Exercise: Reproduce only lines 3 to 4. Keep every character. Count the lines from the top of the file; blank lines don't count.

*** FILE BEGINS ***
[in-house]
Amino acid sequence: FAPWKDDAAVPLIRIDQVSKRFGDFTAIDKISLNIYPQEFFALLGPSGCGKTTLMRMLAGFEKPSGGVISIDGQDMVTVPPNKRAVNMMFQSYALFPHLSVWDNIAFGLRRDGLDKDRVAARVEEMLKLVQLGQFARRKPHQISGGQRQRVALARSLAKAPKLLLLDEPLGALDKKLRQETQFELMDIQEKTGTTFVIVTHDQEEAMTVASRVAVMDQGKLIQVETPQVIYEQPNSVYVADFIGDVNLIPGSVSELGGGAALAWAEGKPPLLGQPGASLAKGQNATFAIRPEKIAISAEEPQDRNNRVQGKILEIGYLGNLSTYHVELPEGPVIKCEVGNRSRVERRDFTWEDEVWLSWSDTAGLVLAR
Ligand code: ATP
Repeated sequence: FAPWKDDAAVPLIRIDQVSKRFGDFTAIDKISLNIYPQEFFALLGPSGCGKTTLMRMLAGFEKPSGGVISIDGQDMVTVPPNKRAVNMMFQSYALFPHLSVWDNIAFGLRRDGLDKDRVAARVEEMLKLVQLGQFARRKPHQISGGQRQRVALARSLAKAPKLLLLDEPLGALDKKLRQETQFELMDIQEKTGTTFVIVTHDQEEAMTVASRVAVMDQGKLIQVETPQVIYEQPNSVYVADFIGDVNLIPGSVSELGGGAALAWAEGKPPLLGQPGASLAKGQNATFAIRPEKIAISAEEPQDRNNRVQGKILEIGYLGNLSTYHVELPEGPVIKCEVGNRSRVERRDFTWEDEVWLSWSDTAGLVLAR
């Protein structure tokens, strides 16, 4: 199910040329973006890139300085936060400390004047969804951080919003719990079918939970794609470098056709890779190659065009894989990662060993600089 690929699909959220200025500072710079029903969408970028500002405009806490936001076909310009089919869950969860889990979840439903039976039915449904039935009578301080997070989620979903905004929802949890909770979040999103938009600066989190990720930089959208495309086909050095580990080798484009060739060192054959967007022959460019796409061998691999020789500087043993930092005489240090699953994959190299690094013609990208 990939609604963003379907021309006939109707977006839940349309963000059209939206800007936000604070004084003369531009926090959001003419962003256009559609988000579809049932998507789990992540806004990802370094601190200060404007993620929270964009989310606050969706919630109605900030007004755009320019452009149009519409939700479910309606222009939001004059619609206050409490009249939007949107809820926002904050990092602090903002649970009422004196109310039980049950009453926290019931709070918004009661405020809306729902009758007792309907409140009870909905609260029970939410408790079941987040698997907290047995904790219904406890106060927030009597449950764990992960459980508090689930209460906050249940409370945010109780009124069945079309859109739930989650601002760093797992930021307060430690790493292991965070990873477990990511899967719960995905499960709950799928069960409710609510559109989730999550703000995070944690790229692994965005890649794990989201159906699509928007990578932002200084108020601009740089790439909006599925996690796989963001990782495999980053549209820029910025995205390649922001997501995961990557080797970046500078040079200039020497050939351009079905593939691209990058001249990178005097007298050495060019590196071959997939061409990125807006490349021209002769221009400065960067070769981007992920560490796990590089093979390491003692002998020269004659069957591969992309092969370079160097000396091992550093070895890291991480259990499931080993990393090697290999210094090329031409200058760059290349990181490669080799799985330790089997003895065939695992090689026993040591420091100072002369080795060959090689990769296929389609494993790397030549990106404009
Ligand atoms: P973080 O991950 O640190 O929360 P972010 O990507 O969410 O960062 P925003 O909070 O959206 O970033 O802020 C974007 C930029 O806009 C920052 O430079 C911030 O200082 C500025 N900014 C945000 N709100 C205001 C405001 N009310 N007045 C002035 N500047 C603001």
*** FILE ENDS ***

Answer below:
Ligand code: ATP
Repeated sequence: FAPWKDDAAVPLIRIDQVSKRFGDFTAIDKISLNIYPQEFFALLGPSGCGKTTLMRMLAGFEKPSGGVISIDGQDMVTVPPNKRAVNMMFQSYALFPHLSVWDNIAFGLRRDGLDKDRVAARVEEMLKLVQLGQFARRKPHQISGGQRQRVALARSLAKAPKLLLLDEPLGALDKKLRQETQFELMDIQEKTGTTFVIVTHDQEEAMTVASRVAVMDQGKLIQVETPQVIYEQPNSVYVADFIGDVNLIPGSVSELGGGAALAWAEGKPPLLGQPGASLAKGQNATFAIRPEKIAISAEEPQDRNNRVQGKILEIGYLGNLSTYHVELPEGPVIKCEVGNRSRVERRDFTWEDEVWLSWSDTAGLVLAR